BACK IN THE DAY: BROOKLYN MUSIC MILESTONES – MARCH 2016
March 4, 2002: Work begins on a multimillion-dollar restoration of the Brooklyn Academy of Music’s facade. It is the first significant work on the building’s exterior since it was built in 1908.
March 11, 1972: Bushwick native Harry Nilsson’s only chart-topping single, “Without You,” begins its fourth and final week at number one. Ironically it’s not one of the oft-covered songwriter’s originals, but rather a cover of a song by Britain’s Badfinger. The following March, “Without You” earns Nilsson a Grammy for Best Pop Vocal Performance.
March 18, 2003: After a five-year hiatus, feminist rap pioneer MC Lyte releases her seventh studio album, Da Underground Heat, Vol. 1. With guests such a Jamie Foxx, Janet Jackson, Biz Markie, Queen Latifah and Naughty by Nature, the album peaks at 95 on Billboard’s Top R&B/Hip-Hop Albums chart and yields the Grammy-nominated single, “Ride Wit Me.”
March 19, 1976: Written by Brooklyn Heights singer-composer Harry Chapin, his wife Sandy and Brooklyn playwright Brother Jonathan, The Zinger, an off-Broadway rock musical set in the early 21st century, begins its four-week run. Co-produced by Harry’s brother Steve, it stars Tony Award-winner Ben Vereen and such stars-to-be as Beverly d’Angelo, Christine Lahti and Greenpoint native Pat Benatar (more about her later).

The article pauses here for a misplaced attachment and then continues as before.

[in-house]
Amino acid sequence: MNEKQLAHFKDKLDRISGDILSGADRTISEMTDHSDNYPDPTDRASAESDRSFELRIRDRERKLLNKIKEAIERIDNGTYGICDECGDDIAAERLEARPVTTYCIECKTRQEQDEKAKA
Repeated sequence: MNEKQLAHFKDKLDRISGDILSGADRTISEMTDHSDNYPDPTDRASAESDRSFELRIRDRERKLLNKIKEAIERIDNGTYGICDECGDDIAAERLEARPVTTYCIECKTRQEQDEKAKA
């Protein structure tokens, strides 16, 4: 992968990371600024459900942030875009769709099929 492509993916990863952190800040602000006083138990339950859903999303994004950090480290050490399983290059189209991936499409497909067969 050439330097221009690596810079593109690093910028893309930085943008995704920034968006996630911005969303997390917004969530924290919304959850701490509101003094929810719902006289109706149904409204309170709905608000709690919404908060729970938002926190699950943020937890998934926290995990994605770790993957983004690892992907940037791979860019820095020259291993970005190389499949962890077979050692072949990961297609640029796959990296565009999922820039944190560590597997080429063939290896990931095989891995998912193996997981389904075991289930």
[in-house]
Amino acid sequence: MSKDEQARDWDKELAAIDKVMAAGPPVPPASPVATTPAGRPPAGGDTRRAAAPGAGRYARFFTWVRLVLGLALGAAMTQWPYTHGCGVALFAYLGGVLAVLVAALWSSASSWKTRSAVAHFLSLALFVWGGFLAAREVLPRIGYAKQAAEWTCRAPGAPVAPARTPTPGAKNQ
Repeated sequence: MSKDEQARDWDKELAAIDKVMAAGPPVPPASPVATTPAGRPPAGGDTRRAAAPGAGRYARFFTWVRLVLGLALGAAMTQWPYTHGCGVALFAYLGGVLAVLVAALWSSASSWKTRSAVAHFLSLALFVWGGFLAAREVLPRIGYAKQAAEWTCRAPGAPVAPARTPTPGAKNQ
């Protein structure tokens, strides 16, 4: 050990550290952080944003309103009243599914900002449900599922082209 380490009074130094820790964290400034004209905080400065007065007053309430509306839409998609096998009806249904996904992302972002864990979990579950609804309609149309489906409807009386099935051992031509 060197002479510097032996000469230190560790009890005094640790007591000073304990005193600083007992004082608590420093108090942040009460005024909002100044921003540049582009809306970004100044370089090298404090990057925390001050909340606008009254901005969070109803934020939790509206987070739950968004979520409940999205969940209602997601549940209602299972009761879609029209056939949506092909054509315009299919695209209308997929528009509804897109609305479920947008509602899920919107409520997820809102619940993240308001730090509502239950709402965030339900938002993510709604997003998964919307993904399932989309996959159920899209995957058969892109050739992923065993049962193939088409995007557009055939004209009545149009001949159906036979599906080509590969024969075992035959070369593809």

March 19-21, 2004: Northsix, on the site of what would become the Music Hall of Williamsburg, hosts the first No Fun Fest, an extravaganza of avant-garde, free-form and extreme music collectively known as “noise.” The event becomes an annual one the following March, relocating to Red Hook where it runs for several more years.
March 29, 1978: With a number or record company executives in the audience, Pat Benatar begins a three-night gig headlining at Manhattan’s Tramps nightclub. Shortly thereafter she signs with Chrysalis Records and begins working on her debut album, In the Heat of the Night.
March, 31, 1963: A few weeks shy of her 17th birthday, Lesley Gore records her breakthrough hit, “It’s My Party,” with producer Quincy Jones. Two of the song’s writers, Wally Gold and Seymour Gottlieb, were born in Brooklyn. The opening line was taken from an argument in the Gottlieb’s Midwood home concerning the upcoming Sweet 16 celebration for his daughter, during which she bawled, “It’s my party, and I’ll cry if I want to.” Her name was Judy — the name given to the Gore’s rival in the song.